The trigger group installed in the lower receiver is the JP Enterprises E-Z trigger. This is a JP designed single stage trigger with a low mass hammer. The trigger itself has adjustment screws for the trigger hammer sear as well as the safety overtravel. Loctite needs to be used on the screws so they do not vibrate loose. Due to the dynamics of the blow back operated design, hammer pins take a beating and are prone to breakage. Colt’s answer to this issue was the use of a stainless steel hammer/trigger pin. The use of the low mass hammer in the JP 9mm carbine affects the torque effect transmitted to the pivot pins. The more mass on the top of the hammer, the more stress on the hammer pin in the blowback system. To date, JP Rifles has yet to break any hammer pins. However, JP Rifles next generation lower receiver will use larger.172 inch oversized pins to ensure against hammer pin breakage. Once adjusted, the creep was gone from this trigger. The trigger broke on the T&E rifle at 3 1/2 pounds. The grip on the T&E rifle is a Hogue OverMolded rubber grip with finger grooves.
As previously stated the JP rifle is designed for the Glock magazine only. SAR asked John Paul if he intended to introduce a lower receiver which would fire the Colt pattern magazine. His response “No need for that as the mag inserts sold by Rock River Arms solve that application nicely. If we make another lower, it will be a Smith & Wesson M&P mag based lower as we are mainly after sidearm magazine cross compatibility. In other words, our uppers and 9mm bolts are compatible with either double or single feed magazines and the uppers can be used in either format.”
The upper receiver was also cut from a solid billet of 7075 T6 aircraft aluminum. The upper on this rifle was a standard 5.56mm upper receiver which included a forward assist assembly as well as a fired cartridge case deflector. There is an ejection port cover as well. There is no Gas block such as those found on the Colt rifles which prevents burning powder from hitting the shooter in the face. The charging handle is located in the same location as usual. However, there is a second charging handle. This is located on the left side of the upper receiver. Without having a bolt catch on the rifle, the side location allows for faster reloading due to the rifle not having to be fully removed from the shooter’s shoulder. This is an option which can be had. The upper receiver can also be a standard forged receiver. If the customer chooses the billet upper receiver the cost increases by $500.
The barrel is a JP Supermatch™ barrel. The barrels are manufactured to JP Rifles’ highly exacting specifications for superior performance and optimal fit with JP components. These barrels are turned from the finest 416R stainless steel and then lead-lapped, button rifled using state-of-the-art equipment and air-gauged to ensure minimal bore diameter run out for peak accuracy. JP Rifles also make a point of cryogenically treating all Supermatch™ barrels for cold bore shot predictability, minimum thermal drift, outstanding accuracy and extended barrel life. The barrel on the T&E rifle was manganese phosphate finished. The muzzle of the rifle was equipped with the JP compact compensator for 9mm AR type carbines threaded in the standard 1/2-36 TPI. It includes pin and pre-drilled barrel shroud features for pin & weld installation on 14.5” barrels to create a legal 16” configuration. Unique porting takes advantage of low residual muzzle pressure to maximize recoil reduction and muzzle rise on 9mm carbines. This also includes a crush washer for easy timed installation. There are sharp points on the end of the compensator which can be used for breaking glass or for “compliance”.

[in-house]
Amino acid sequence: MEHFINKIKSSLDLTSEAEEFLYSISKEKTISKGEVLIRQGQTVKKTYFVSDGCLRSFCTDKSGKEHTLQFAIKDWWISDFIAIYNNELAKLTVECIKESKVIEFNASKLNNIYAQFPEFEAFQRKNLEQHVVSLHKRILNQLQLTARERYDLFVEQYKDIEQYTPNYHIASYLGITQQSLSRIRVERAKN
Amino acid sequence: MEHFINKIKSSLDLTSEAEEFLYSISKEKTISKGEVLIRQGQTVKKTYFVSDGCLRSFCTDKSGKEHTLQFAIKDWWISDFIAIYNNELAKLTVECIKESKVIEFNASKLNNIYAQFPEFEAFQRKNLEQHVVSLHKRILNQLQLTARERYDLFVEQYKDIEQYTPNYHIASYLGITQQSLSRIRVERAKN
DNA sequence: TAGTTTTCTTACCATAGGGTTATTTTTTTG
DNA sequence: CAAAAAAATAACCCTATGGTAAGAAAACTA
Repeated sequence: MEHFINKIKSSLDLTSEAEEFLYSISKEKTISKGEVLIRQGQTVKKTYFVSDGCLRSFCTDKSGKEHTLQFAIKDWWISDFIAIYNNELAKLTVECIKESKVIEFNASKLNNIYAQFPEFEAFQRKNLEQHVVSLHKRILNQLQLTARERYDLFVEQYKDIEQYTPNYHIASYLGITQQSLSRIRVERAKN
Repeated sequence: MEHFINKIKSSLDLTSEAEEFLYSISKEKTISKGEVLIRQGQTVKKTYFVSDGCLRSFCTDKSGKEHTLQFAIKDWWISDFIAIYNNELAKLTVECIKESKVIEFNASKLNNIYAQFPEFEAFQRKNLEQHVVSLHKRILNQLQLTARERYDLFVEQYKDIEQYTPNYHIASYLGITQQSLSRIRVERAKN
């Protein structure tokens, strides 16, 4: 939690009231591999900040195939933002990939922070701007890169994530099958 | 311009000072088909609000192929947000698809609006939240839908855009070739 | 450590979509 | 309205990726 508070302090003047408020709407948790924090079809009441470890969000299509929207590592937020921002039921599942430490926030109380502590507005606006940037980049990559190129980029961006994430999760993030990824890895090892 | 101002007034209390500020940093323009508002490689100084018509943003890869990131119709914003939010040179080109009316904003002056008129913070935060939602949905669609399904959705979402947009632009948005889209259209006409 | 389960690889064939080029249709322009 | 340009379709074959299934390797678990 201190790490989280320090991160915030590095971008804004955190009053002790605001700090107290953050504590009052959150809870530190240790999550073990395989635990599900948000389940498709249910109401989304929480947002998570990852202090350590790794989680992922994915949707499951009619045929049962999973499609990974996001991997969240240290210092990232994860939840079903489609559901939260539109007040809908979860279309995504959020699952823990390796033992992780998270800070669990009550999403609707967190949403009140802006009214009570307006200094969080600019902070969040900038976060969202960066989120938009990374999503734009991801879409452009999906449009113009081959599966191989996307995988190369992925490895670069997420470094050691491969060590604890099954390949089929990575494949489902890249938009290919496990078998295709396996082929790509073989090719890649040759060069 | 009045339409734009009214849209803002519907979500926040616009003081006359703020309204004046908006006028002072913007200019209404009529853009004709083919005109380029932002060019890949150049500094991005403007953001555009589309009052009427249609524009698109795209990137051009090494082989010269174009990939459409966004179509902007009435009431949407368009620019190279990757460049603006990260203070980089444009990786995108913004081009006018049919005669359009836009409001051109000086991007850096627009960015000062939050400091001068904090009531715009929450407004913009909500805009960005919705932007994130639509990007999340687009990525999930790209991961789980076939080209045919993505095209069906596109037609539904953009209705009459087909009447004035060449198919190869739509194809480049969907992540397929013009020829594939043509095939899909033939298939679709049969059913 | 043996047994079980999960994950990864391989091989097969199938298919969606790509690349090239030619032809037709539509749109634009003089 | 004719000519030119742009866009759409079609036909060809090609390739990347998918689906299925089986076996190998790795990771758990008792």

Another very unique JP Rifles feature is the JP Thermal Dissipator™. When it comes to transferring heat from the barrel, the JP Thermal Dissipator™ far exceeds traditional fluting and is intended for applications where sustained fire with excessive heat buildup is a problem, such as varmint rifles under hours of constant use. JP testing show that most heat resulting from sustained fire is developed in a 2- to 3-inch area in front of the chamber causing throat erosion and reduced accuracy over time, not to mention the problem of heat buildup in the hand guard itself that makes handling of the rifle difficult or impossible. Attaching this heat sink between the gas block and receiver will yield unparalleled heat dissipation by increasing the surface area under the hand guard by over 700% and providing more uniform barrel temperature under sustained fire. The JP Thermal Dissipator™ is an anodized, deep-finned 6061 extruded 2-piece sleeve available in black, silver, red or blue, giving a dynamic appearance when installed under a JP high-grade hand guard.